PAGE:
Photo: Sue Vincent
There was nothing wrong with her beyond that she could not abide much in the way of interference, and had always preferred the company of fair-folk and the song of wind and dust-in-light to the over-stimulating presence of other humans.
She’d gotten through the requisites of growing up: the schools, the get-togethers, the expectation of having friends, the beck and call of work one needed in order to make a living. She’d endured the close proximity when needful, but mostly let the din of people’s voices wash over her like an avalanche, while she curled up inside her mind and sustained herself on preserved pockets of precious solitude.
Most wouldn’t have believed her had she laid bare her wistfulness for isolation. Or perhaps some would have, but had never said it. She did not much care to find out which of the two or neither it was.
Three decades had passed and the half of another, before she began wondering if she’d live to see the exit of another year or self-combust under the pressure of life’s demands for what felt like constant interaction.
Then Aunt Carolina passed. She left behind a small fortune in savings bonds and an old house no one would have wanted. The latter was to be torn down and the land sold to become someone else’s problem.
Or so the estate managers thought.
Cilia fought them with a ferociousness that surprised her at least as much as it had anyone who’d ever known her. It wasn’t that she’d been a pushover till then, only that she had never found it worth the effort to try and exchange one relative discomfort with another. This was different.
This house was what she suddenly did not know how she had ever lived without.
In the end they relented after she gave up all claims to any of the funds Aunt Carolina had left. She’d get only the cottage and its contents. None of her cousins — not even Marley-the-Meddler — objected. Their share grew with her out of the pie.
The attorney warned her that the house would sooner gobble up what savings she had than be a home that could house her. “The gloomy place is centuries old,” he warned. “It doesn’t even have running water.”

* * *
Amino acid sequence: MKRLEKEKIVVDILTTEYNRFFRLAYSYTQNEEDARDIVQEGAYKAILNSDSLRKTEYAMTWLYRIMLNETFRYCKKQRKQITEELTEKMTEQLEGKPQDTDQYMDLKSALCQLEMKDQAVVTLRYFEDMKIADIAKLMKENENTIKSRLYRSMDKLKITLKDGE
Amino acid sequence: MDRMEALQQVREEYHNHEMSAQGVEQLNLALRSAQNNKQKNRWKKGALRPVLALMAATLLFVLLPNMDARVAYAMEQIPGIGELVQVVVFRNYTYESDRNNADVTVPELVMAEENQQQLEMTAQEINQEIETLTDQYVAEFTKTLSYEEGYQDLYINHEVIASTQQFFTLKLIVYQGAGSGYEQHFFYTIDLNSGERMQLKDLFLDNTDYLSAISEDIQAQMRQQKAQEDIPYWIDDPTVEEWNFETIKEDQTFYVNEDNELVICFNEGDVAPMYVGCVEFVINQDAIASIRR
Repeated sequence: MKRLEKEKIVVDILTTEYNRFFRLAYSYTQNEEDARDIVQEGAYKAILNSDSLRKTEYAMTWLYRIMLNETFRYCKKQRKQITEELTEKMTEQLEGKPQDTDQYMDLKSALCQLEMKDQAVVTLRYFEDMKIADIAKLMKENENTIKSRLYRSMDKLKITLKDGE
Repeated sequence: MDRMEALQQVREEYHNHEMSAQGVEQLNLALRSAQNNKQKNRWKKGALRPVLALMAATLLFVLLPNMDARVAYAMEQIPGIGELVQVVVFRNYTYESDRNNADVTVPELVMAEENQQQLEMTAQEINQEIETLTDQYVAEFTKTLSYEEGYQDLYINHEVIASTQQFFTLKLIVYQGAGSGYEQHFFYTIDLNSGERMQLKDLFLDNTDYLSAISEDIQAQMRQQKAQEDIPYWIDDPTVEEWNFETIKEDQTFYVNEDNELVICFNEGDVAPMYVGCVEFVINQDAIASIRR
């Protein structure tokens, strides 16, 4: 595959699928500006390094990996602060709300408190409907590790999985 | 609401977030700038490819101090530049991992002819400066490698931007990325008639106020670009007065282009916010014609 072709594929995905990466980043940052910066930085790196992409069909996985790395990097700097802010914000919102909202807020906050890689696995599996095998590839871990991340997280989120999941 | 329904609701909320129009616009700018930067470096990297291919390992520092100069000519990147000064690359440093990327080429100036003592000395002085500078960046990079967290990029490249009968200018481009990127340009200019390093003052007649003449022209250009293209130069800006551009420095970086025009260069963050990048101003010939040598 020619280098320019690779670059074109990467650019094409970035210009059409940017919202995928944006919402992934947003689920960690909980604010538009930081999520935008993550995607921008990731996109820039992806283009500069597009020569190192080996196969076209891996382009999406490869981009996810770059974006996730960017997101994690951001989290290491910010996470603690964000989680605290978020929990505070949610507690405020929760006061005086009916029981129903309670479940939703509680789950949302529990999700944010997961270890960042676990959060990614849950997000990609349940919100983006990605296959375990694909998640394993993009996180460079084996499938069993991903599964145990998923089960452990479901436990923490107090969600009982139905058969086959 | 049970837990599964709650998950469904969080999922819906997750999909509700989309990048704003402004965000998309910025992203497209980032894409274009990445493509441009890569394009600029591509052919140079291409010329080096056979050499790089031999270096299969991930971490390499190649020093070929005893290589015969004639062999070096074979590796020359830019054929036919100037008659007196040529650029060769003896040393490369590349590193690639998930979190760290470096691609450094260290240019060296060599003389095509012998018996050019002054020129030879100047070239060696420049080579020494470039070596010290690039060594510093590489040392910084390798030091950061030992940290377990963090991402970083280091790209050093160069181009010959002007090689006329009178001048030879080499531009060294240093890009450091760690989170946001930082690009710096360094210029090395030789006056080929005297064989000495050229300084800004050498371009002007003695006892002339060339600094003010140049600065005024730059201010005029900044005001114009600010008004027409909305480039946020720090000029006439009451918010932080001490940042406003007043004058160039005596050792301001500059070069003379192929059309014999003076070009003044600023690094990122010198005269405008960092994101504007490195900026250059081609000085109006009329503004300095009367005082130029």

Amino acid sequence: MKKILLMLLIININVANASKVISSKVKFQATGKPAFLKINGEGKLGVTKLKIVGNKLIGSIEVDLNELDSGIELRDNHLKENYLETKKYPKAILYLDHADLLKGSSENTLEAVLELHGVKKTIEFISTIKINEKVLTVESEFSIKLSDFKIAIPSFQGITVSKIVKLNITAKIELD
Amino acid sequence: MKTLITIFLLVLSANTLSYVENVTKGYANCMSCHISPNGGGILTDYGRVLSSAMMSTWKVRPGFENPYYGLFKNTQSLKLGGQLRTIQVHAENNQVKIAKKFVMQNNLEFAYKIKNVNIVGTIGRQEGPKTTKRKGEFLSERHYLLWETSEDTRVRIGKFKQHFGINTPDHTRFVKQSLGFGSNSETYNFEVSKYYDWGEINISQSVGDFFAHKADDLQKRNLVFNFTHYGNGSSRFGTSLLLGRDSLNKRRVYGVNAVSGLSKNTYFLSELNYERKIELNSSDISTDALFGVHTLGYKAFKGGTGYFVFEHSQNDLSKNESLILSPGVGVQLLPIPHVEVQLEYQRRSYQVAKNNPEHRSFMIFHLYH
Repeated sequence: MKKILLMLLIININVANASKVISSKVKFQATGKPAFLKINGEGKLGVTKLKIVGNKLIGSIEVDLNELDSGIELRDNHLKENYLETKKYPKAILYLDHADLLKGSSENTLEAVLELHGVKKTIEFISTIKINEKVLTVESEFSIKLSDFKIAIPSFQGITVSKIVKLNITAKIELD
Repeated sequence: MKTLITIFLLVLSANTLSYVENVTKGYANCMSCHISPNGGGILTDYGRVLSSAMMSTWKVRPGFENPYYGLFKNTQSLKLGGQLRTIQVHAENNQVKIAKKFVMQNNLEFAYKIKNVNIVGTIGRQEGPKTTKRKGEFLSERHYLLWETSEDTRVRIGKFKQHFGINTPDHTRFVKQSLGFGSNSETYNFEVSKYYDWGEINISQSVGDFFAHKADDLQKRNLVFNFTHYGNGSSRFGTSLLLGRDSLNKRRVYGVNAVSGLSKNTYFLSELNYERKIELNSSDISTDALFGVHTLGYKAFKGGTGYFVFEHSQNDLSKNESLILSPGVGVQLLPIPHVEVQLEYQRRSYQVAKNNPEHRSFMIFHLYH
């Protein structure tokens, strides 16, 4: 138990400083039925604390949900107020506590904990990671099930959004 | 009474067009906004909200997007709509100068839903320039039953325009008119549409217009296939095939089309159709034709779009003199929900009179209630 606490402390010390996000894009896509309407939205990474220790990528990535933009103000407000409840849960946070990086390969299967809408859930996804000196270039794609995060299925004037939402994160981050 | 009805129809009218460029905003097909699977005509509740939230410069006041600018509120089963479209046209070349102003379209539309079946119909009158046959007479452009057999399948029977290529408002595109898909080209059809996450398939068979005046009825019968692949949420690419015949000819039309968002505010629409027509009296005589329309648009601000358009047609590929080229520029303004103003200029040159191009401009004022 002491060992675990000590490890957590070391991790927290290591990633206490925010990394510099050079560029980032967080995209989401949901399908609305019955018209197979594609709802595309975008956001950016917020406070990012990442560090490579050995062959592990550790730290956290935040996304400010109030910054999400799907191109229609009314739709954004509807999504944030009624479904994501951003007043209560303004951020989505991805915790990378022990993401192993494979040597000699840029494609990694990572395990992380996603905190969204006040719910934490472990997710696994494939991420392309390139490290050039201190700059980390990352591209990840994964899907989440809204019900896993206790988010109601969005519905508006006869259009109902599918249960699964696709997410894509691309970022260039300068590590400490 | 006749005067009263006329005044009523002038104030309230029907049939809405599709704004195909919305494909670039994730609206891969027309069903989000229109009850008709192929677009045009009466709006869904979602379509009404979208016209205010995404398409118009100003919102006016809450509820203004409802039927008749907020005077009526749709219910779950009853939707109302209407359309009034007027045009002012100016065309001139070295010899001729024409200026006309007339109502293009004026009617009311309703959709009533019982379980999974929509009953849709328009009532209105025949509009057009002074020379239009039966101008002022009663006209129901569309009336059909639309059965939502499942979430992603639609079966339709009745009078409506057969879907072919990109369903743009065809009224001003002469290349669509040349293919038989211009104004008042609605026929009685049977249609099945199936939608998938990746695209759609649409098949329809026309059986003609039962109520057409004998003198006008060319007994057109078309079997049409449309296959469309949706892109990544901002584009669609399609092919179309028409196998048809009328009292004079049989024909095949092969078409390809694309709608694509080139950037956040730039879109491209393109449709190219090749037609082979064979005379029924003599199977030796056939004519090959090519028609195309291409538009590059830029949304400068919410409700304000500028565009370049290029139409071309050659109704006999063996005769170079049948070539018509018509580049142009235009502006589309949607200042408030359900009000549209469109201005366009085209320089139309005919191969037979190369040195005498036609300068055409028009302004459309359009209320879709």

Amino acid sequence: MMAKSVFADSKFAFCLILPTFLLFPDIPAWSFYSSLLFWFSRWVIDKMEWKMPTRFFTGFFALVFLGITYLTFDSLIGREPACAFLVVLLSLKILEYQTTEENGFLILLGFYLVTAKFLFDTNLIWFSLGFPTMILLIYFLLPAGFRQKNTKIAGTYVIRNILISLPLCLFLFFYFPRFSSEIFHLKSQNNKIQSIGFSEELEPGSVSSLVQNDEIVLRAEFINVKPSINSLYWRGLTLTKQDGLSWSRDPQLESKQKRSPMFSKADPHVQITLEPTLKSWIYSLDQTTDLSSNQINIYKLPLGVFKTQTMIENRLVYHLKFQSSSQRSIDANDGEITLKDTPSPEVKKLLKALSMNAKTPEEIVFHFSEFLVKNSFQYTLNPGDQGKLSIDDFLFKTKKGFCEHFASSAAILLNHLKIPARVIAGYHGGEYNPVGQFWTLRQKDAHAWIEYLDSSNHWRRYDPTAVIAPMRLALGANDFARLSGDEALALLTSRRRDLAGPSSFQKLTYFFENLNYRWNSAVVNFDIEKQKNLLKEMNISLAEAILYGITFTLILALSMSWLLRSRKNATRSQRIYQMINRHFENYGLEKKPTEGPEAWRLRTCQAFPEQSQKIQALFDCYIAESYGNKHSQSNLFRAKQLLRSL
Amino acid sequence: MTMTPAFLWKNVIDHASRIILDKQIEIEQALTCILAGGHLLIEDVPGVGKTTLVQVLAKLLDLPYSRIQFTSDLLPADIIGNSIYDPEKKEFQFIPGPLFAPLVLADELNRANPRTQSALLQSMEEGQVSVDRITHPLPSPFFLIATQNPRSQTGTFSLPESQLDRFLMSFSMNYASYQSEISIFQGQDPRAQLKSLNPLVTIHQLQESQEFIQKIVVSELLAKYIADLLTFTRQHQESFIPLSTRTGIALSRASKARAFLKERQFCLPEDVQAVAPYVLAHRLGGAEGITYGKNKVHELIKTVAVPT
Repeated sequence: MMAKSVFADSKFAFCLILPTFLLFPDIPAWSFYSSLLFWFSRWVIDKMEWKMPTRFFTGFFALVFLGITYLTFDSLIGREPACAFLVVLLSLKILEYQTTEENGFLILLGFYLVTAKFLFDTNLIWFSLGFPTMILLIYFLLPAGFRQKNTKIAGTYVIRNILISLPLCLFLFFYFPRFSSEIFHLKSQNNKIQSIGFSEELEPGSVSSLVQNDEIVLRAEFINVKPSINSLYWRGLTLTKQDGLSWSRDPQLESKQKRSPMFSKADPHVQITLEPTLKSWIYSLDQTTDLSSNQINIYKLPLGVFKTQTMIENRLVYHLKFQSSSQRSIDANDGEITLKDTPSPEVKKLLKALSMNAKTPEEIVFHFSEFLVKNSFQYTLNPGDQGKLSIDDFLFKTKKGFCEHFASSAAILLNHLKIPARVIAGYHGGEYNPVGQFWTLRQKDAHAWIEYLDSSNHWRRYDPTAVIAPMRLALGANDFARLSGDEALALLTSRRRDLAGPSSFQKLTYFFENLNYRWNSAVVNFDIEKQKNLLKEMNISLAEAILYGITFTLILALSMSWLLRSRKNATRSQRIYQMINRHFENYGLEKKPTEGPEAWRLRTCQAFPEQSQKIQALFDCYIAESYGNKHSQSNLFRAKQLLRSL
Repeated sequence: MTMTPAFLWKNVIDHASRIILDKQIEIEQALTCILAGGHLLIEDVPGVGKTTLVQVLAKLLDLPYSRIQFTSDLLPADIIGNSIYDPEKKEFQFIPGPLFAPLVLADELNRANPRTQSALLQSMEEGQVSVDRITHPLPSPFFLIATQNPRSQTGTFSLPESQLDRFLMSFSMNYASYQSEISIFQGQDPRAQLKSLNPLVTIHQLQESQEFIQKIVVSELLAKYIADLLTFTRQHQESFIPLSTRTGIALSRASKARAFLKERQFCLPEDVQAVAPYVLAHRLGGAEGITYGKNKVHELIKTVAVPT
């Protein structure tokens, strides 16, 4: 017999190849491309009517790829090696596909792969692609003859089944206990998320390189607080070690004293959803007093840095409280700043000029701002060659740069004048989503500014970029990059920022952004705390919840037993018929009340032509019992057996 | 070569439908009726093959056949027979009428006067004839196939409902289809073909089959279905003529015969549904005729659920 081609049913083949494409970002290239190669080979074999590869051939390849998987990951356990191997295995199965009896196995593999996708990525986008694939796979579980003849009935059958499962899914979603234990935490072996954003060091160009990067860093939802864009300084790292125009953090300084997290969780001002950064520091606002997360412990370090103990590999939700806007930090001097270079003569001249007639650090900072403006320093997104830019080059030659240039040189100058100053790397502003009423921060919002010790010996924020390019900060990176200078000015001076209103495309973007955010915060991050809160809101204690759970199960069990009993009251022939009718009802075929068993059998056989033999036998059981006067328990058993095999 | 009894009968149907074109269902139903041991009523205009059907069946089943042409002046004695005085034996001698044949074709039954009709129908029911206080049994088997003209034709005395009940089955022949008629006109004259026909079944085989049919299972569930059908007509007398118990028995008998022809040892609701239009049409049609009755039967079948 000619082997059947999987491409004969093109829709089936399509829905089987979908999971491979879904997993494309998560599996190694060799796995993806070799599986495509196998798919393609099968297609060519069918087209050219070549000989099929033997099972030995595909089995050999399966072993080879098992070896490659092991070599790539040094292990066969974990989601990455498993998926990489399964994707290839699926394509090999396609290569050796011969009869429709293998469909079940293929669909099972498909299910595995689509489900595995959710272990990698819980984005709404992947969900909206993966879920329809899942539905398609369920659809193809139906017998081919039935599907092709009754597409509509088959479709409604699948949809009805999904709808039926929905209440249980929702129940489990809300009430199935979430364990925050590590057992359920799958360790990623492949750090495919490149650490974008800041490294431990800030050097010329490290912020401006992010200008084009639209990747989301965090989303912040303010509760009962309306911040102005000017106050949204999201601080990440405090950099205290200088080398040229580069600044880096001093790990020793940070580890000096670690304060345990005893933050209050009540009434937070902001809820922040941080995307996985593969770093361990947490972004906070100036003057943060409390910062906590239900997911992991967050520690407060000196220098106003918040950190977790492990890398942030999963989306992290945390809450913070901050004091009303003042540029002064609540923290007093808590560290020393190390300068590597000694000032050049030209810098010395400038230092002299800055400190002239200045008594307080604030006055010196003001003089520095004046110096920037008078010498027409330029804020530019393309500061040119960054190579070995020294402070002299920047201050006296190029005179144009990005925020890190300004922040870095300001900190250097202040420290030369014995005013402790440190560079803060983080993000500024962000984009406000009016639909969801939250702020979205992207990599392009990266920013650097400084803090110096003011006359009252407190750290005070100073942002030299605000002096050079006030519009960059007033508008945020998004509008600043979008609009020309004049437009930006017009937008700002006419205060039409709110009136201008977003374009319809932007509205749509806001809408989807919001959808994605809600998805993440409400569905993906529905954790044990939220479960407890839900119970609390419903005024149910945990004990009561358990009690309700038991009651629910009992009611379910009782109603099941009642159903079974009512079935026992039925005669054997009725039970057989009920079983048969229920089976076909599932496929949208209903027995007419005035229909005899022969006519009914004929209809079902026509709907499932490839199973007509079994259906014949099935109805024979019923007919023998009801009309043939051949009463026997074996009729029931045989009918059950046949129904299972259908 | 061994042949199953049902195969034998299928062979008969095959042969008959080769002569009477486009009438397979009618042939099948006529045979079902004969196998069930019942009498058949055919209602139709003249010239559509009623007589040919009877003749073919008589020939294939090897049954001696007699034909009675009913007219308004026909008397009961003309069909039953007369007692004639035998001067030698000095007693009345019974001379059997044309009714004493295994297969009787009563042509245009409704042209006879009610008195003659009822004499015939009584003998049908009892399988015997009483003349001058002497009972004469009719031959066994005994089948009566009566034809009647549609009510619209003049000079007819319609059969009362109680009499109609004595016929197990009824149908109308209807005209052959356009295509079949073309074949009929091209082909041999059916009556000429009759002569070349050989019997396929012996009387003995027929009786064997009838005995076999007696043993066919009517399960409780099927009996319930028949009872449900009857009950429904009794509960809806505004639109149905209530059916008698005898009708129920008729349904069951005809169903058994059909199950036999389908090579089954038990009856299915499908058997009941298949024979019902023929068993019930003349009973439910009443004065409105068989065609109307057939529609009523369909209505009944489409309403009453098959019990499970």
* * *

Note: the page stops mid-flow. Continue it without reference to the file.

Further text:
“Aunt Carolina had lived there till she died,” was her retort.”She bathed. I’ll manage.”
She did much more than that.
For the first time in her life she could feel herself actually breathing.
The garden’s stone walls wrapped around her like a hug of moss and ancient patience. The cottage creaked and cracked and breathed as if it was itself alive with memories and whispered sighs of times before. And she did not have to explain to anyone how none of that was a menace. The walls held echoes of calm solitude. The garden wreathed itself in growth. The birds chirped. The kits of a fox mewled. The silence gleamed.
She knew why Aunt Carolina had refused to leave.
“We are like twins stretched over several generations,” she murmured into the fire as the wind whistled in the chimney and the elves made a racket in the trees outside her door. “You must have known, someplace, that I will need to find this. As you had, in your time.”
She stretched her feet and giggled at the big toe that the hole in her sock had liberated. A wooden box sat, heavy, in her lap.
She’d come across it in the crawlspace earlier that afternoon. She’d climbed up after a noise she thought was a squirrel’s nestlings. Instead she found a loose board, half-an-inch of dust, and a pile of rags atop a box.
“The house and all its contents,” she smiled in recollection of Aunt Carolina’s will. “I should have known you’d leave more than enough behind to keep the roof above us for another eon.”
For the Sue Vincent’s WritePhoto Challenge